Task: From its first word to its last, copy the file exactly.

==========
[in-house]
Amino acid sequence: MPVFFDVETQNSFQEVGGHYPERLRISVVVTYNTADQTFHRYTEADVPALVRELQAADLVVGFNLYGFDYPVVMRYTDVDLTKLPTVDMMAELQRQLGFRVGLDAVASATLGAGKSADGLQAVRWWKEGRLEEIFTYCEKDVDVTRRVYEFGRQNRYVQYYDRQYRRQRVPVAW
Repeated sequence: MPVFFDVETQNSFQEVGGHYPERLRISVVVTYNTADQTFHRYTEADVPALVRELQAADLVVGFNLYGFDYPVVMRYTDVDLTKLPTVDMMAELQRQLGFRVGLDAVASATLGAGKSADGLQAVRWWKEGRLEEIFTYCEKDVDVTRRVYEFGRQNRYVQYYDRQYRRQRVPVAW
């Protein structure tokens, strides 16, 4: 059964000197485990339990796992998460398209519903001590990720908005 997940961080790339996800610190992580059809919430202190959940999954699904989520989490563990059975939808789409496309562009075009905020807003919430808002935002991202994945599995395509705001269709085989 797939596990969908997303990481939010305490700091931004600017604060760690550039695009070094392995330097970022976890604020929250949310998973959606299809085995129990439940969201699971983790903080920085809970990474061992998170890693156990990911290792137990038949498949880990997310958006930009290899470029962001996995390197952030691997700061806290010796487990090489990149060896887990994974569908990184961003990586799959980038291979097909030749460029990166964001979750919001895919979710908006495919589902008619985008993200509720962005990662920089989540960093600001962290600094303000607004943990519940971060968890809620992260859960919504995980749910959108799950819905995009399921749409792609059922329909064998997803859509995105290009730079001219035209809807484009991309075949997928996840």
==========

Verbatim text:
[in-house]
Amino acid sequence: MPVFFDVETQNSFQEVGGHYPERLRISVVVTYNTADQTFHRYTEADVPALVRELQAADLVVGFNLYGFDYPVVMRYTDVDLTKLPTVDMMAELQRQLGFRVGLDAVASATLGAGKSADGLQAVRWWKEGRLEEIFTYCEKDVDVTRRVYEFGRQNRYVQYYDRQYRRQRVPVAW
Repeated sequence: MPVFFDVETQNSFQEVGGHYPERLRISVVVTYNTADQTFHRYTEADVPALVRELQAADLVVGFNLYGFDYPVVMRYTDVDLTKLPTVDMMAELQRQLGFRVGLDAVASATLGAGKSADGLQAVRWWKEGRLEEIFTYCEKDVDVTRRVYEFGRQNRYVQYYDRQYRRQRVPVAW
């Protein structure tokens, strides 16, 4: 059964000197485990339990796992998460398209519903001590990720908005 997940961080790339996800610190992580059809919430202190959940999954699904989520989490563990059975939808789409496309562009075009905020807003919430808002935002991202994945599995395509705001269709085989 797939596990969908997303990481939010305490700091931004600017604060760690550039695009070094392995330097970022976890604020929250949310998973959606299809085995129990439940969201699971983790903080920085809970990474061992998170890693156990990911290792137990038949498949880990997310958006930009290899470029962001996995390197952030691997700061806290010796487990090489990149060896887990994974569908990184961003990586799959980038291979097909030749460029990166964001979750919001895919979710908006495919589902008619985008993200509720962005990662920089989540960093600001962290600094303000607004943990519940971060968890809620992260859960919504995980749910959108799950819905995009399921749409792609059922329909064998997803859509995105290009730079001219035209809807484009991309075949997928996840």